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Armenia Maps and Travel Guide
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Foreign powers have treated Armenia brutally over the centuries.
The Seljuk Turk invasion in the 11th century caused the first large-scale emigration of Armenians.
During the 19th and 20th centuries Armenians suffered further large scale massacres and oppression at the hands of Russian and Turkish governments.
The Russians closed Armenian schools and ordered the confiscation of church property, while the Turks wanted to move Armenians to Mesopotamia.
Over a million Armenians died, and there is a large Diaspora. More Armenians live outside of the country than in it.
Since the collapse of the Soviet Union, Armenia has remained on the verge of becoming either an economic crossroads or an isolated backwater.
The Spirit of Armenia:
The Armenians have had their share of suffering, but events have failed to destroy the spirit of Armenia.
Armenia Travel Notes - Submitted by Eve
Armenian men often hold hands or walk closely together - greeting each other with a kiss on each cheek. If you shake hands with an Armenian don't expect to let go until the conversation is complete.
Men don't shake hands with the women (probably a courtesy, or sign of respect) and there is not very much public displays of affection between couples. Women in Yerevan do tend to dress in tight and somewhat revealing clothing.
Men - plan to wear pants at all times as shorts are not the norm for Armenians. Women - no shorts either unless you will be with a man. Many cat-calls and whistles may make you feel uncomfortable.
There are many places to shop in Yerevan but not in the outlying areas.
Be prepared for many Armenians to be smoking in restaurants, on the street, in cafes, the airport, everywhere.
There are many places to get your money exchanged.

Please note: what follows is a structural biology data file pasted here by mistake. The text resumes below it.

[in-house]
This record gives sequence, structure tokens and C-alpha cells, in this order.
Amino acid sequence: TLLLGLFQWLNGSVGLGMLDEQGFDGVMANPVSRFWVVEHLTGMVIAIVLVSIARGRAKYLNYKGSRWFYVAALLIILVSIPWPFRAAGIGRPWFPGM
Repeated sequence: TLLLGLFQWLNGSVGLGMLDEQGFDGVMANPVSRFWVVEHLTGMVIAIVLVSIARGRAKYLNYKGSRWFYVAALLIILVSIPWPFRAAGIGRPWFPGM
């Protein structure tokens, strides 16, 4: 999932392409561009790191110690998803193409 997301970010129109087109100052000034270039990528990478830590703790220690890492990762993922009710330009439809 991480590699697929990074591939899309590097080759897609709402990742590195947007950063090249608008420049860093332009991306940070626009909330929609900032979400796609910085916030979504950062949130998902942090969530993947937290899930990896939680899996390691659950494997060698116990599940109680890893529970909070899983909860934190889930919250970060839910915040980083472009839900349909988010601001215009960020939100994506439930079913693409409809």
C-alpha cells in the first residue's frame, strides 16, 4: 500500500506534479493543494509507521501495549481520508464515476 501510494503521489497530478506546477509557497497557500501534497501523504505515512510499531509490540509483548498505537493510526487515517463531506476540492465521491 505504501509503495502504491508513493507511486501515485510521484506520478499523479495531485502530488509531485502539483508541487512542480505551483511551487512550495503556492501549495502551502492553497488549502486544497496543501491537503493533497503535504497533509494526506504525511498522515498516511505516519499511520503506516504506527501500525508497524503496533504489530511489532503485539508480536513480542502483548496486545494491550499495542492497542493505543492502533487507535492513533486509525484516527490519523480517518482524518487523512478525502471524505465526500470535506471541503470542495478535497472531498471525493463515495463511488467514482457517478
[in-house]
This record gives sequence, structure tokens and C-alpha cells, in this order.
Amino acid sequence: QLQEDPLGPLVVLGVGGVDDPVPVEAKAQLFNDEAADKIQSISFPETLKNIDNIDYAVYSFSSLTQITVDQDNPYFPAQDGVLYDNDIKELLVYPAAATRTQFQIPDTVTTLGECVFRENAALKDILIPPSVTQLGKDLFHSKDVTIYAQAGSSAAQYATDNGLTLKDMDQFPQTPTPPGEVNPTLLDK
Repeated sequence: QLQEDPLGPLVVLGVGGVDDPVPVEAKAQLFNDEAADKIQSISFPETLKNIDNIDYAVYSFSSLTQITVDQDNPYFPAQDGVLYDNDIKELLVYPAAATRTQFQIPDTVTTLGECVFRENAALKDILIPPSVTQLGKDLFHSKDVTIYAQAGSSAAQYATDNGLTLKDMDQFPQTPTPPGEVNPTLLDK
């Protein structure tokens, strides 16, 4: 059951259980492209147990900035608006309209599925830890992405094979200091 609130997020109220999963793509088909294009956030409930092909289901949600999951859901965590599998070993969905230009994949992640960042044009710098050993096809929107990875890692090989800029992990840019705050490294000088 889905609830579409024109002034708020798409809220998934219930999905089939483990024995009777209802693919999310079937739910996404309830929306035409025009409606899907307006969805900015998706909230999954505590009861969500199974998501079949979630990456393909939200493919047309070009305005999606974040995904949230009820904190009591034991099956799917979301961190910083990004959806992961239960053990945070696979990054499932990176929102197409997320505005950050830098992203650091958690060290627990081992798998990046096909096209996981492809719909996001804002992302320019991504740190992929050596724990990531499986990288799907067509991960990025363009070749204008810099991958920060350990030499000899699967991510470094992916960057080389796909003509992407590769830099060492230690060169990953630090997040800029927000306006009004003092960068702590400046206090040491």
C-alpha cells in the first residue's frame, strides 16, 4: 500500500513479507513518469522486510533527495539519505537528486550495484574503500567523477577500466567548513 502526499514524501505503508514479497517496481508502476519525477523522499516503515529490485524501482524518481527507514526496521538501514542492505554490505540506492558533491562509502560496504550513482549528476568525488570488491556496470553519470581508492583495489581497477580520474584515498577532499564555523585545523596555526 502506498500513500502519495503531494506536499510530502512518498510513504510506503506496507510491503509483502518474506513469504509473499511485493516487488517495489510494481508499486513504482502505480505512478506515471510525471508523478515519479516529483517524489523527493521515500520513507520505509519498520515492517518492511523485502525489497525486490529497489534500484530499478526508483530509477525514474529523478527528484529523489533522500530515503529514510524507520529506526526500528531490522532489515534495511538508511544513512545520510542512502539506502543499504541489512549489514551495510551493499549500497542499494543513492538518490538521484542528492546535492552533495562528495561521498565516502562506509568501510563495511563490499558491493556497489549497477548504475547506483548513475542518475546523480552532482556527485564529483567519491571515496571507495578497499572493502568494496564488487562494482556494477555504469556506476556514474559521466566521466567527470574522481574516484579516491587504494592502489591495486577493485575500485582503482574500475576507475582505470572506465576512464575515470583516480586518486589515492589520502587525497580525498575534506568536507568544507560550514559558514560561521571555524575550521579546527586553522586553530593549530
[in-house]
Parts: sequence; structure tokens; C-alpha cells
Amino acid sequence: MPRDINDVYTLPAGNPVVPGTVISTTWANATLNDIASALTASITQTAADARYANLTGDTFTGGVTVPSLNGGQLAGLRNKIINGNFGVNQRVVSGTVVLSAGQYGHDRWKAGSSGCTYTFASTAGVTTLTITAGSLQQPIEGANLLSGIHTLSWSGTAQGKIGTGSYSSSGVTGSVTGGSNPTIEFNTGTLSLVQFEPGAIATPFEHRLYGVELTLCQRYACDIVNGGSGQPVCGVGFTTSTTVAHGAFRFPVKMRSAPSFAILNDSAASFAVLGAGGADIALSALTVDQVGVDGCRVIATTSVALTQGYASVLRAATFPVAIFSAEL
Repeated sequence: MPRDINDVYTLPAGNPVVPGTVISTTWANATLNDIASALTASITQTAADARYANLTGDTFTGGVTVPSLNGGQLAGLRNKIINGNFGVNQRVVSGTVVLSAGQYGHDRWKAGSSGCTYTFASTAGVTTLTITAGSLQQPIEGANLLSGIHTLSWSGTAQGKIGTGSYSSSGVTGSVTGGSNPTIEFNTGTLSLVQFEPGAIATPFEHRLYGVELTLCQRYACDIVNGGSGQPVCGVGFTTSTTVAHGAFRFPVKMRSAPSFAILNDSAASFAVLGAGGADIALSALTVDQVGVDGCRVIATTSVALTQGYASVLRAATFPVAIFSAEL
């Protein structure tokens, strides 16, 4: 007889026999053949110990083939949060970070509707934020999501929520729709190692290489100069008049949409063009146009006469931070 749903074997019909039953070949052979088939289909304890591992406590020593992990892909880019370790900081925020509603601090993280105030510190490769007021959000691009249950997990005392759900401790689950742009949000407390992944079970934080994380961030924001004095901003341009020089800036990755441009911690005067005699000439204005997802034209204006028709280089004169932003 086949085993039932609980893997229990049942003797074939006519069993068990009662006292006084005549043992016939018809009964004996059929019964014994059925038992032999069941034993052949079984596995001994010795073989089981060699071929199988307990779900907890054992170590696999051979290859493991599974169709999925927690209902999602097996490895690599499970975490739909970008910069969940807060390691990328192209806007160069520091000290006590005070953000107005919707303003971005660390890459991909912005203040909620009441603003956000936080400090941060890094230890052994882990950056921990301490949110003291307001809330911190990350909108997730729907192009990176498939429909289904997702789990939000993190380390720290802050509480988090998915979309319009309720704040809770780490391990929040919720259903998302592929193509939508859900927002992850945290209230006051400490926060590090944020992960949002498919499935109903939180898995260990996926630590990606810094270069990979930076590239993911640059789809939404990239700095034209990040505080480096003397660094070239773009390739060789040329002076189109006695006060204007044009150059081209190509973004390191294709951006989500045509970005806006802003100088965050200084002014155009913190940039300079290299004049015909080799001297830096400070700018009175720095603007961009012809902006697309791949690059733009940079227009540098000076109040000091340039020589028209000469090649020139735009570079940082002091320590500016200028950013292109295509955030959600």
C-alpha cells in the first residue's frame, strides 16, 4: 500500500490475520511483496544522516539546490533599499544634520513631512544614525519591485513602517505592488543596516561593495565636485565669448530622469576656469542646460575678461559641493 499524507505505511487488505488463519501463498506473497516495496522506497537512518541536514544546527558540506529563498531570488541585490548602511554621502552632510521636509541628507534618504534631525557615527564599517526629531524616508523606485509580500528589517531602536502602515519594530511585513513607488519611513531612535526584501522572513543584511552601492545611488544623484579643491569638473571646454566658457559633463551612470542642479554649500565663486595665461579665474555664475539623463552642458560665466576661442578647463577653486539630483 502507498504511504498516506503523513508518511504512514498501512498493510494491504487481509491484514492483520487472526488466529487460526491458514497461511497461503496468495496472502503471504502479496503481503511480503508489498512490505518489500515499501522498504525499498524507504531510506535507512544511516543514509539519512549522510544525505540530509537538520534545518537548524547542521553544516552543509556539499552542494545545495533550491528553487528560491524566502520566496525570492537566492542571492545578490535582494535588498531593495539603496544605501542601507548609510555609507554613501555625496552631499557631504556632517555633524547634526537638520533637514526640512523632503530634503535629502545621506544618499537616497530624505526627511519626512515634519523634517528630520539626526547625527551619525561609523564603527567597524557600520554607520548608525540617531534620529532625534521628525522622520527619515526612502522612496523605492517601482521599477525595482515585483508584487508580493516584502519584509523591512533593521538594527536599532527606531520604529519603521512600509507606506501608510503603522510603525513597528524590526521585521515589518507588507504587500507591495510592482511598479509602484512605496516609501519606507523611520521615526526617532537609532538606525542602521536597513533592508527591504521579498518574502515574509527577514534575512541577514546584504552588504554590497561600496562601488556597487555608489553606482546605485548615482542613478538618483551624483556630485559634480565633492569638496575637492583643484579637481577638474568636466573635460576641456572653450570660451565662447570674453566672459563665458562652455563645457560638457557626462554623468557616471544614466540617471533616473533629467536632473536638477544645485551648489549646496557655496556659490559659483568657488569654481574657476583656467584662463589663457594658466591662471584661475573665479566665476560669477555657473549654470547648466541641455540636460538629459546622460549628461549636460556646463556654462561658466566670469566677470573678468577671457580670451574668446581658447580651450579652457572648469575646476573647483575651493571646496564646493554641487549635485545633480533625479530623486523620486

Most citizens who completed school before the Armenians regained their independence in 1991 speak Russian and behave in a Soviet manner. Don't expect big smiles or hellos.
Be aware of the traffic at all times. Road rules are rarely followed and the police often pull taxis over to receive bribes.
Don't ask the police for directions unless you are willing to pay for their services. A good tip is 500 dram (about $1).
Food and travel are extremely inexpensive as are most hotels, unless you stay at a commercial location (The Marriott in Yerevan charges rates close to those they would in the US).
Summer is extremely hot but I have heard that the fall (end of September, October, and early November) is the best time to visit.
You will not be hungry - in the city there are many restaurants and coffee shops (try Armenian coffee if you like sweet espresso).
There is a lot of poverty and very underdeveloped places but the hospitality of most Armenians cannot be beat. Most of the architecture in Yerevan is Armenian-inspired and Republic Square is beautiful any time of the day.
In more rural areas the local homes are plain and some residents use old trailers as houses.
Visit the Vernizage on Saturday, in Yerevan, to bargain for souvenirs to take home. Some of the more popular are the stone, apricot, or walnut T-Cross (carved crosses), traditional flutes such as the duduk, pomegranate ceramics, mother earth spice serving containers, obsidian objects of all kinds, apricot wood carvings, and needlework.
Apricot wood is used because Armenia has many apricots (be sure not to drink water with apricots as it can cause some physical discomfort).
Yerevan has a water park called Water World that is a great place to cool off.
A small cafe called 'The Colour of Pomegranates' is an excellent taste of Armenian cuisine. This place is named after a movie by Parajonov - a famous Armenian film maker.
Armenians are very proud to be the first government to adopt Christianity (in 301 AD), to have many literary artists in it's past and present, and many are knowledgeable about their history.
The Armenian genocide has a museum and monument. This is a sensitive subject to Armenians.
Hotels in Yerevan:
A selection of places to stay in Yerevan.
The Odzoun Guesthouse was built in 1971, but until recently remained closed after independence. Local inhabitants have since bought the premises and are currently renovating it.
The Sissian Hotel is an ideal choice for those interested in visiting the Siunik region of Armenia, or those interested in breaking up their journey to Nagorno Karabagh or Iran.
Small, clean guesthouse located in charming Dilijan and conveniently situated close to Haghartsin and Goshavank. Excellent Armenian restaurant.
Tufenkian Heritage Hotels:
A network of luxurious properties in Armenia that combine great design, comfort and service; providing its guests with the richness of experiencing a revived Armenia.
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